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- The S2TOP-BLEED score may be helpful to identify patients on antiplatelet therapy following a transient ischemic attack or ischaemic stroke that are at high risk of bleeding.
- The S2TOP-BLEED score may help identify a sub group of high risk patients where gastro protective agents could be used.
- This study is important because it evaluates the performance of the S2TOP-BLEED score in a ‘real life’ population-based cohort of patients rather than a clinical trial setting
Following a transient ischemic attack (TIA) or ischemic stroke patients are given lifelong antiplatelet therapy to help prevent a second event. Antiplatelet drugs can cause bleeding side effects and these can be life threatening. Finding ways to identify those most at risk is therefore of great importance. Gastro protection can be used in those at high risk to help prevent bleeds.
The S2TOP-BLEED score was developed from 6 randomised clinical trials with over 43,000 patients and was then validated in the PERFORM trial which included 19000 patients who had experienced a recent TIA or ischemic stroke. Clinical trials do not represent real life situations as certain patients e.g. the frail or elderly are often excluded. This study therefore looks at the performance of this score in a population cohort of patients in order to understand how it works in a real life setting. The study included 2072 patients from OXVASC between 2002 and 2012.
The study showed that the S2TOP-BLEED score compares well to other clinical scores and can be used to estimate the risk of major bleeding side effects with patients who are on antiplatelet therapy following a TIA or ischemic stroke. For most patients the risk of recurrent ischemic events outweighs the risk of a bleed but the score can be used to help identify those at particularly high risk so that preventative gastro protective measures can be considered.
For further information see: Hilkens NA, Linxin L, Rothwell P et al external validation of risk scores for major bleeding in a population-based cohort of transient ischemic attack and ischemic stroke patients. Stroke 2018;49:601-606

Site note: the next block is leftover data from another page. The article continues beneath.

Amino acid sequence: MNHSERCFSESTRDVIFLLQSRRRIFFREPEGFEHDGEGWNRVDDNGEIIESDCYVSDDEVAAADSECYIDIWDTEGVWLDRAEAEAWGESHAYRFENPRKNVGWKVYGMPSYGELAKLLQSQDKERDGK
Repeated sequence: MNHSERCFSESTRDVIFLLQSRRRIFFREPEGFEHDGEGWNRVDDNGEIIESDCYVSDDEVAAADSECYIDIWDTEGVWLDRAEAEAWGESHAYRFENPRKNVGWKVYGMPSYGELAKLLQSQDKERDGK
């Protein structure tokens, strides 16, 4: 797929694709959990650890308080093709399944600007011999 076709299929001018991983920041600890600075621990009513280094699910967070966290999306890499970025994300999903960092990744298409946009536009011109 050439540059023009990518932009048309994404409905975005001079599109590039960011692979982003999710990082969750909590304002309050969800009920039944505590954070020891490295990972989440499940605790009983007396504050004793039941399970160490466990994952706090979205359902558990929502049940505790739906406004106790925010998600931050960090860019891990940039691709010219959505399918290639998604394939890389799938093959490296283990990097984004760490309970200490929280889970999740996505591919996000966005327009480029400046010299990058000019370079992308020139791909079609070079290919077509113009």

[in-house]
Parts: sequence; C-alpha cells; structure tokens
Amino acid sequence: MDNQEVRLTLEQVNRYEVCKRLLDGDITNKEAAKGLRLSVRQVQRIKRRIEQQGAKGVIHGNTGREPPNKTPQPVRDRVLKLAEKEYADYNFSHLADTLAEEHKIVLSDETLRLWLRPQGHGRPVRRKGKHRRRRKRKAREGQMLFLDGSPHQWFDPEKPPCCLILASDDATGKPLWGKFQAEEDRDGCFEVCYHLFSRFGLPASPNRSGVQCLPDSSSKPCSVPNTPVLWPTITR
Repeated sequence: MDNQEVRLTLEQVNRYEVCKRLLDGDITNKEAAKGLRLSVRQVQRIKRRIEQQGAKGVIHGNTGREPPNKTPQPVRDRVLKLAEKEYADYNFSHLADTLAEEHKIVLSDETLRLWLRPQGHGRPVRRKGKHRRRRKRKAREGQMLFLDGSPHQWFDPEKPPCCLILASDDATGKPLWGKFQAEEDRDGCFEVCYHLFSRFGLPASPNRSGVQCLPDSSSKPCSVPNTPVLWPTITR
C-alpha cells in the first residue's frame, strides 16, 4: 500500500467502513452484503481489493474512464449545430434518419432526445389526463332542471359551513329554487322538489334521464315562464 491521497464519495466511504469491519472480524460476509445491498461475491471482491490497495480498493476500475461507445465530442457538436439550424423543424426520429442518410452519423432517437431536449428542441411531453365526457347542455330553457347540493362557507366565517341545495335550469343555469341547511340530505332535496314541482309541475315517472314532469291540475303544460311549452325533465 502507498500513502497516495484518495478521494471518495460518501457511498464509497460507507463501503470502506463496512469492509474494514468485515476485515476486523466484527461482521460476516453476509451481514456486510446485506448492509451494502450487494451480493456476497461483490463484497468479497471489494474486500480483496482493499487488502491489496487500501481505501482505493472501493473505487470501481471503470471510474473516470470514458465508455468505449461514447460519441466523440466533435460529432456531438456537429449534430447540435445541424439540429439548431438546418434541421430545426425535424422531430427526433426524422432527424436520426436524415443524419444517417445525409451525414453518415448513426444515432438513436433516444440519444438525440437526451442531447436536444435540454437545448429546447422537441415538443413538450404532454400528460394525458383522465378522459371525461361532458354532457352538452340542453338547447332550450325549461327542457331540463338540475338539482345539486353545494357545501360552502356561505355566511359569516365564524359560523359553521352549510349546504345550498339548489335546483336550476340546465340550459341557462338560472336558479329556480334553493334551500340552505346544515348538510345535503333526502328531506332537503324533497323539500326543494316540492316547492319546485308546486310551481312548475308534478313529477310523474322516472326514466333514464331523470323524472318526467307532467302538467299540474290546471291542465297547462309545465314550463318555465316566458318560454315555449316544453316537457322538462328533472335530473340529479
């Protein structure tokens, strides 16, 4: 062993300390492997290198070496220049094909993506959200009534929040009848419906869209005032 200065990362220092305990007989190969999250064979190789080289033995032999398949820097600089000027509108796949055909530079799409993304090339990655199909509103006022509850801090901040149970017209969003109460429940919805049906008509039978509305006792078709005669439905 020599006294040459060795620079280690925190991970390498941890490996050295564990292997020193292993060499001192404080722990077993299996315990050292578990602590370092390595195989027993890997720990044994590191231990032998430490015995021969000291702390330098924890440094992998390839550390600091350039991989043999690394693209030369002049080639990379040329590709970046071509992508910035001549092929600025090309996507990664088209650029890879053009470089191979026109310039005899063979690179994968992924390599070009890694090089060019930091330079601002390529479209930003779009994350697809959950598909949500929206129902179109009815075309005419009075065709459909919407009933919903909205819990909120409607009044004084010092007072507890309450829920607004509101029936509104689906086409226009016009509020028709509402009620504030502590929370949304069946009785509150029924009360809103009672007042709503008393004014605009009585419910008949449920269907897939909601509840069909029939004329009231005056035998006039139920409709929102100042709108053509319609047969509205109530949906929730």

References1. Rothwell PM, Algra A, Chen Z, Diener HC, Norrving B, Mehta Z. Effects of aspirin on risk and severity of early recurrent strokeafter transient ischaemic attack and ischaemic stroke: time-course analysis of randomised trials. Lancet 2016; 18th May online.Recently published science of interestabout aspirin: aspirin mechanismIn an Opinion article in press at Nature Reviews Cancer, we review the weight of the evidence supporting aspirin’s chemopreventive potential and highlight advances in our understanding of aspirin’s mechanisms of action. We challenge the notionthat aspirin prevents cancer through a single, dominant pathway and propose an integrative multi-pathway model for itsmode of action. We highlight how these pathways can be leveraged to develop mechanistic biomarkers for personalised riskstratification. Such biomarkers may then be translated clinically in a precision medicine approach critical to the future of aspirinchemoprevention.
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1. Final Recommendation Statement: Aspirin Use toPrevent Cardiovascular Disease and Colorectal Cancer: Preventive Medication.U.S. Preventive Services Task Force. April 2016.